Exactly one month and one day after Hurricane Irma ferociously devastated my 37 square miles of Sunshine & Paradise: St.Maarten, I decided today that it was time to start back writing. So this week, I will not talk about fashion or women related articles, but I will share with you, how HAPPY I am to have been granted the opportunity to be able to write again. My condolences go out to the many families that lost someone during this ordeal and also to our neighboring islands: Anguilla, St.Barths, Puerto Rico, Dominica, Barbuda, that also felt the wrath and destruction of this year's Hurricane Season.
It has been a rough couple of weeks, and although as a country we face many challenges, our island has shown how resilient it is towards not giving up and getting back on our feet...one day at the time. I could re live the horrors of the past weeks, but I have chosen not to and instead will share with you what I have learned and what helped me stay strong during days where we thought: St.Maarten Will Never Smile Again! (official slogans post Irma #SXMWillSmileAgain #SXMStrong)
As I teenager, in 1995, I also experienced a category 4 Hurricane, by the name of Luis. Up until September 5th, 2017, he had been the most spoke about storm that touched land. Then came Irma and she made sure wiped those memories with new ones, memories and images that will last us a lifetime and generations to come.
You can also imagine that as a teenager, your perception of disaster is totally different from when you are an adult. Not only as an adult, but as a parent, a daughter, an employee and a citizen, your obligations are also different.
After Irma, our island was declared in an estate of emergency (which was lifted on October 6th). With all the military presence and everything that took place (the media did enough to highlight that, and I will not do the same) it was evident that we would have never been prepared for a natural disaster on that level.
However aid and relief came as soon as France and The Netherlands were able to assist (maybe you recall me mentioning that our island is divided in a French and Dutch part).
There were a few things that kept me going, although there were many nights that I cried myself to sleep, while hugging my son and wondering what the survival challenge of the following day would be. Having to explain a 7 years old, why his stability and everything that he is known to be normal was disrupted, took a lot of creativity (lol), but I got through to him. My son and his well being was my main focus, and although, I unlike many parents chose to keep him with me, many days I second guessed myself, but I knew that whatever we was going through, we was going to go through it together, just like my parents did with me 22 years ago after the passing of Hurricane Luis.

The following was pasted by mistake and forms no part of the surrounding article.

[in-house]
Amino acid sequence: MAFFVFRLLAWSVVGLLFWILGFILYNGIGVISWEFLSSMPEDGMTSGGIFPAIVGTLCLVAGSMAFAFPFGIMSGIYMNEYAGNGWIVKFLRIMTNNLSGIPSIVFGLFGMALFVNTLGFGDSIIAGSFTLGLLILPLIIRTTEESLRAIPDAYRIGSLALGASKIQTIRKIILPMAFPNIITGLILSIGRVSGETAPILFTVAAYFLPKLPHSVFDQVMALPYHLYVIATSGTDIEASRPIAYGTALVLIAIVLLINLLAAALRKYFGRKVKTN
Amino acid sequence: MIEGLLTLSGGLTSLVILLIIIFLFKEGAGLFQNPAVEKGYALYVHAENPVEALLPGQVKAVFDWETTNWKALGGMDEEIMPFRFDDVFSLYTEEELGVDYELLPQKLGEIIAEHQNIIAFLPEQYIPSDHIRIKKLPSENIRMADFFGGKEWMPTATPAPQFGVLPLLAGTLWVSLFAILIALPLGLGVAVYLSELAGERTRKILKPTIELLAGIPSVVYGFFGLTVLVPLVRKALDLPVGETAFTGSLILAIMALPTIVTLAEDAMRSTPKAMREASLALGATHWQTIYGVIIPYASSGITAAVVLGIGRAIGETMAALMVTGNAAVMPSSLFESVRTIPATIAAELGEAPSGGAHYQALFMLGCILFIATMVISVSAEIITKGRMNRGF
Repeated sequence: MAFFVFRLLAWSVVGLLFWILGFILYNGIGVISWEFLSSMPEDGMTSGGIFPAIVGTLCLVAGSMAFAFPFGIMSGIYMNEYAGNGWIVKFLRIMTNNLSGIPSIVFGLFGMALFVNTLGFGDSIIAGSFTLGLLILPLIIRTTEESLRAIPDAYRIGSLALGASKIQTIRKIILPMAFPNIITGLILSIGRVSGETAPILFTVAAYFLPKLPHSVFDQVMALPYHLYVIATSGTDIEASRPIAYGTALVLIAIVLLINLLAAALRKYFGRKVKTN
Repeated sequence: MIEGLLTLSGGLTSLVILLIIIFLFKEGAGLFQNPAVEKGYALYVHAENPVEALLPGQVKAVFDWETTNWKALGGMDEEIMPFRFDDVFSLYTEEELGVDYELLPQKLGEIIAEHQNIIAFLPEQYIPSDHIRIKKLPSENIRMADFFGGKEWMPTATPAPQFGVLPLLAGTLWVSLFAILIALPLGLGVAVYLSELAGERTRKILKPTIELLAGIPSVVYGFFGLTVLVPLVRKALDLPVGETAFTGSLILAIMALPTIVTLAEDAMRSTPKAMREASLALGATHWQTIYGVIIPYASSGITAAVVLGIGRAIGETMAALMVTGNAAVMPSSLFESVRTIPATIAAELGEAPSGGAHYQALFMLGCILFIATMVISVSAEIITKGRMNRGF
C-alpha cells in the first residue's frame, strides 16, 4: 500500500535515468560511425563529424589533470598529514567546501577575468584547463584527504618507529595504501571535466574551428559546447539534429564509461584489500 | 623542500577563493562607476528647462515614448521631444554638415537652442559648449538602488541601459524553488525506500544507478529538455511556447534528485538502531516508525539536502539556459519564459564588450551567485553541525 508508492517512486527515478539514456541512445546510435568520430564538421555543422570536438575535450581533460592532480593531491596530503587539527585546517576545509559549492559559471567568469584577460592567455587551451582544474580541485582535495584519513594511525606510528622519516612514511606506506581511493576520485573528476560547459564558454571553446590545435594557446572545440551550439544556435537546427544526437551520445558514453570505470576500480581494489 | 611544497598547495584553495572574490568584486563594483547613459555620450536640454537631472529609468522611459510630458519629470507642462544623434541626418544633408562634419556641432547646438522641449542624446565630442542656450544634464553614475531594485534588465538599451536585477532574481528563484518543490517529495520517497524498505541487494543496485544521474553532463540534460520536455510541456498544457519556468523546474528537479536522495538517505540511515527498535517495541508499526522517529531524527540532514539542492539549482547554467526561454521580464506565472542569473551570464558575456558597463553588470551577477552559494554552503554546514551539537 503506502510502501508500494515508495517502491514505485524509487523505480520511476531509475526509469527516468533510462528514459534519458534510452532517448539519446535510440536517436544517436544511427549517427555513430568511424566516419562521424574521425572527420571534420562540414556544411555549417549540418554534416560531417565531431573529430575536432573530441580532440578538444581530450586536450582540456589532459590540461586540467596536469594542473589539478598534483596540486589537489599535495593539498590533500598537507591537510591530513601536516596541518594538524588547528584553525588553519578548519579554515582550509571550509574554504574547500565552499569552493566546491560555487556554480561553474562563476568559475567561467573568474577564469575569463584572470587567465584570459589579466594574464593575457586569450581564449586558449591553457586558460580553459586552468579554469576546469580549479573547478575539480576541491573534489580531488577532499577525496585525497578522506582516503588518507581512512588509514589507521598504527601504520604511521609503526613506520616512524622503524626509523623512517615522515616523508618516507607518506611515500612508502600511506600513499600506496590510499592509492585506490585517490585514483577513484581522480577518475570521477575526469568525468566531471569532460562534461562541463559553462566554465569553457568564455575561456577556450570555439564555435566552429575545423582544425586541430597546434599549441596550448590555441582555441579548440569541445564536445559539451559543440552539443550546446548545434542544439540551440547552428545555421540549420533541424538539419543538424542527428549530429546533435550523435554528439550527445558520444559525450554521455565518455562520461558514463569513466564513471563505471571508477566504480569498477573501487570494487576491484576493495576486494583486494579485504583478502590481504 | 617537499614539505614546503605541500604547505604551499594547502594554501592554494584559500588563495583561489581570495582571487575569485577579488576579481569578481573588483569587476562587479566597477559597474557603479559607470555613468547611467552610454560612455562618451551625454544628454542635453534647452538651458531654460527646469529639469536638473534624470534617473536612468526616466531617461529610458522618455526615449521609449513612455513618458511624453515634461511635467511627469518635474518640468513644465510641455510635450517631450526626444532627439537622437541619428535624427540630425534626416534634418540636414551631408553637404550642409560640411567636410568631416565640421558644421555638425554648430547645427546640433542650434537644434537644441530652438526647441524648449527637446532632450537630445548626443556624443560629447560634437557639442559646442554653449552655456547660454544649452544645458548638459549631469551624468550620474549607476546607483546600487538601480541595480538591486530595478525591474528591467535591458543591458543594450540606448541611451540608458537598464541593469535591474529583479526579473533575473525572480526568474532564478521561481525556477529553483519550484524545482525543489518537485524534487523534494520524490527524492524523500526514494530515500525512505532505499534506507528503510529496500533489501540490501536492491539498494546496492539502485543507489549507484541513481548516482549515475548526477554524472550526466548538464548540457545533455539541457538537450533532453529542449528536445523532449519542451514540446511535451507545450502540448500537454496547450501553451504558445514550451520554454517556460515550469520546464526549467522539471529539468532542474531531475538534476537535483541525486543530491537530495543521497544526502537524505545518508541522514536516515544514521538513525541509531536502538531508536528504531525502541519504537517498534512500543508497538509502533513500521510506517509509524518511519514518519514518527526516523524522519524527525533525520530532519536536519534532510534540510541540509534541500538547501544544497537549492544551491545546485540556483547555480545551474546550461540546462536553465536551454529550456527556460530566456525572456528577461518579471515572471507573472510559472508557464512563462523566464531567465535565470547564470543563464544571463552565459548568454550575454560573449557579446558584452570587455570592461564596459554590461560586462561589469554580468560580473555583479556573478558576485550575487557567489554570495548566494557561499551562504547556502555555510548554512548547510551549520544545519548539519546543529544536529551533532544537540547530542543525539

I can tell you that my appreciation for the little things in life, went up by a few notches. The value of money, although important showed me that 2 weeks after Irma, even if you had a FAT bank account, there was nothing you could have done or bought, because there was NO economy.
That moment when you realize that the Almighty has brought everyone to the same level....rich...poor...fat...skinny...educated...illiterate...we were all the same and we were all focused on the same thing: Surviving!
My most important "Post Irma Lessons"
Learn to slow down: with the fast pace of life and the demands of society and your career, our favorite creed is "I do not have time". Well let me tell you that after Irma I had all the time in the world, and could not even feel guilty. We had no electricity or potable water for almost a month, and therefore certainly no internet. We had an island wide curfew, so you had nothing to do on the road. I appreciated the extra family time and valued the true essence of humanity.
Learn To Appreciate: Certainly my appreciation for the "glass is half full" VS. it being "half empty" has escalated. What you thought you could not live without, was exactly what kicked off your survival mode.
Technology should never be taken for granted, but do not become her slave. We experienced over 72 hours, where there was no form of communication in or out of the island. Frantic families overseas and locally trying to reach their loved ones. I was lucky and blessed to have my immediate family with me.
Live today: so many times you wait for the right moment to do things. Irma showed us that Mother Nature will do as she pleases whether you are prepared for the occasion or not. If you bought that dress today, wear it tomorrow....for tomorrow is promised to no one.
Humanity & remaining humble: throughout the various struggles, remain human, this does not cost you anything extra. From a young age I was taught that humbleness will get you, where your capital won't!
Irma may have knocked me down...But she did not take me out! Stay blessed and see you next week, where I will bring you, Fashion, Lifestyle &Caribbean Flare the only way that I know how to!!